DENVER — The death penalty, already on the decline across the United States, could face its own demise at the hands of several state legislatures next year.
Accelerating a trend, lawmakers in Colorado, Maryland and New Hampshire are expected to make a push for pulling the plug on capital punishment in the next legislative session, following the moves of Connecticut, which abolished the death penalty this year.
Any action would continue the national trend away from capital punishment. Only nine states carried out executions this year, down from 13 states last year. The same number of people, 43, were executed this year and last, but it was a steep drop from the 85 in 2010, according to a report released last week by the Death Penalty Information Center.
“Capital punishment is becoming marginalized and meaningless in most of the country,” said Richard Dieter, DPIC executive director. “In 2012, fewer states have the death penalty, fewer carried out executions, and death sentences and executions were clustered in a smaller number of states.”
Despite the decline in the number of executions, polls consistently show that voters support the idea of capital punishment. In a closely watched test at the ballot in one of the nation’s bluest states, Californians in November rejected Proposition 34, which would have eliminated capital punishment, by a margin of 52 percent to 48 percent, even though some late polls suggested that the measure would pass.
Polls from Gallup and the Pew Research Center late last year found that Americans generally favor the death penalty by a roughly 2-1 margin – 62 percent to 31 percent in the Gallup survey, and 61 percent to 35 percent according to Pew. Both polls also found rising opposition to the death penalty since the mid-1990s and falling support for capital punishment. According to Gallup, the 62 percent in favor is the lowest the pollster has recorded since 1972.
California has 724 inmates on death row, the largest number in the nation and nearly twice as many as Florida with 407. At the same time, California has not carried out an execution in seven years, and while voters opted to keep the death penalty, the report noted that support was far lower than in 1978, when 71 percent voted to reinstate capital punishment.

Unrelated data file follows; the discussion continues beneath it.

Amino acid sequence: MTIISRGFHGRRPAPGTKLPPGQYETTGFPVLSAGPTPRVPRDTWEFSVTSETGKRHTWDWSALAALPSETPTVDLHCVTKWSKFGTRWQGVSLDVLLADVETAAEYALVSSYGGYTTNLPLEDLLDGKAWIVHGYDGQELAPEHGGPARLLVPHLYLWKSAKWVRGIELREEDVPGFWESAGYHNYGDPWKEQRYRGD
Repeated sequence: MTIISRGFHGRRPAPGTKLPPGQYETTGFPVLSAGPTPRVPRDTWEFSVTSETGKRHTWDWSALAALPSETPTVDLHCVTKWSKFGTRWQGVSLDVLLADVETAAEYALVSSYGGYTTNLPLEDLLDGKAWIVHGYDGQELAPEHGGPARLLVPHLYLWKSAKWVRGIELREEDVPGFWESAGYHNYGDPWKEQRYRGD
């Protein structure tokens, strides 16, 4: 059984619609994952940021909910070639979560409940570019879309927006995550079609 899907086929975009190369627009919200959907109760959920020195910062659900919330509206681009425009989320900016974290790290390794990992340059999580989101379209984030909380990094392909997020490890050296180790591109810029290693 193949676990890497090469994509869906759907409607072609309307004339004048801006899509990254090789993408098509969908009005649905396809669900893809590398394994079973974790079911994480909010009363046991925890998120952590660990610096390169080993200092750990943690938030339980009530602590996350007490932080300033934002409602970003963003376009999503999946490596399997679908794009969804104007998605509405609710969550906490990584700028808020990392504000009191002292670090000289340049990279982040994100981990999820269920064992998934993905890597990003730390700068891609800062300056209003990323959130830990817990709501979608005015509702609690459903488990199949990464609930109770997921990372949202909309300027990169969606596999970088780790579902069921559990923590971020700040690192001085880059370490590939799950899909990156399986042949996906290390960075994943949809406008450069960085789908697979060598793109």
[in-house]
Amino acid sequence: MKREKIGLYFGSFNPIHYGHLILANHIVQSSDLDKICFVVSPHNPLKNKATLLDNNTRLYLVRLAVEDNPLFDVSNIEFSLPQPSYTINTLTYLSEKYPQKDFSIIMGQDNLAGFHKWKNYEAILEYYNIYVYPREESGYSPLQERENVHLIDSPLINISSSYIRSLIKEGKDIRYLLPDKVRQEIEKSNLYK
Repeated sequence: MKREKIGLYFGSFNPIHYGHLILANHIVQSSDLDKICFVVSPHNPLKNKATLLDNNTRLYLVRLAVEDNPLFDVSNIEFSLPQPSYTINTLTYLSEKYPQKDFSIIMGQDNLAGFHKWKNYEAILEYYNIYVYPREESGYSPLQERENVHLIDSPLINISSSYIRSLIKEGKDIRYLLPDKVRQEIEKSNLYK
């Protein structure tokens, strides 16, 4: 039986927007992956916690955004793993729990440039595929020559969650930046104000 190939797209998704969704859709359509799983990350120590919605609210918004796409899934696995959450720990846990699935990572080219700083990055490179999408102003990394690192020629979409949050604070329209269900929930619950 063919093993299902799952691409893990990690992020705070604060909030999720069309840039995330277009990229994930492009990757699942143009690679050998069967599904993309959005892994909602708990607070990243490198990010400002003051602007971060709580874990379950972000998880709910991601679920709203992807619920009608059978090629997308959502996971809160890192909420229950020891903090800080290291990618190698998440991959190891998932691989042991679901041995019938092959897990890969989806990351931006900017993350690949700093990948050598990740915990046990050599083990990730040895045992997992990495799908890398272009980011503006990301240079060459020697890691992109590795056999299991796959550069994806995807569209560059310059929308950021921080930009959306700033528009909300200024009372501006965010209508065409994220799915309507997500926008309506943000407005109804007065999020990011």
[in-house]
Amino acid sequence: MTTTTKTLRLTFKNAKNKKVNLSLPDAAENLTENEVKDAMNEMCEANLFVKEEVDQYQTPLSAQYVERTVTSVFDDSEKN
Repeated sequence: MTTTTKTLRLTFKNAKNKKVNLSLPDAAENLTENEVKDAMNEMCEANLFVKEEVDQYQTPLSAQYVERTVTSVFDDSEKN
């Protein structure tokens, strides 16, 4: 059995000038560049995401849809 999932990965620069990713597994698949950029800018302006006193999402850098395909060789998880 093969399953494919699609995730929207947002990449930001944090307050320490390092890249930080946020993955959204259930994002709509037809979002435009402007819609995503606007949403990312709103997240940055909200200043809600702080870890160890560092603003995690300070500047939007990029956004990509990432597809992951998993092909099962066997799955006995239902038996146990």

Even with the November vote, California Supreme Court Chief Justice Tani Cantil-Sakauye said recently that she does not expect executions in California to resume for at least three years because of problems with the lethal-injection process.
Support for the death penalty remains stronger in red states. South Dakota acted to strengthen its capital-punishment law by limiting death-row inmates to one post-conviction appeal, to be filed within two years. Of the 43 people put to death this year, three-fourths were from four states: Arizona, Mississippi, Oklahoma and Texas.
But Connecticut became the fifth state in five years to repeal the death penalty. The Connecticut bill, signed in April by Gov. Dan Malloy, a Democrat, was not retroactive, meaning that the 11 inmates now on death row still face execution pending appeals.
Sixteen states have abolished the death penalty, and three more may join their ranks next year. In Colorado, Maryland and New Hampshire, a combination of Democratic legislative majorities and Democratic governors has created a favorable climate for abolishing capital punishment.
“These are states like Connecticut, New Mexico and New Jersey where the use of the death penalty is very sparse, and yet it’s still expensive to continue and it takes a lot of time and resources,” Mr. Dieter said.
New Hampshire Gov.-elect Maggie Hassan has made it clear that she opposes the death penalty, unlike outgoing Gov. John Lynch, a fellow Democrat who signed a bill in 2011 extending capital punishment to home invasions.
In Colorado, the legislature came within one vote of passing a bill to repeal capital punishment in 2009. After flipping the state House from Republican to Democrat in November, Democratic lawmakers are expected to introduce repeal legislation as early as January.
But such legislative efforts often clash with high-profile crimes that can shake voter sentiments. Connecticut abolished the death penalty eight months before a lone gunman entered a schoolhouse in Newtown, Conn., and fatally shot 20 students and six schoolteachers and administrators. The gunman, Adam Lanza, killed himself, but the state narrowly missed the dilemma of what punishment to mete out had the perpetrator survived.View Entire Story
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Valerie Richardson covers politics and the West from Denver. She can be reached at firstname.lastname@example.org.
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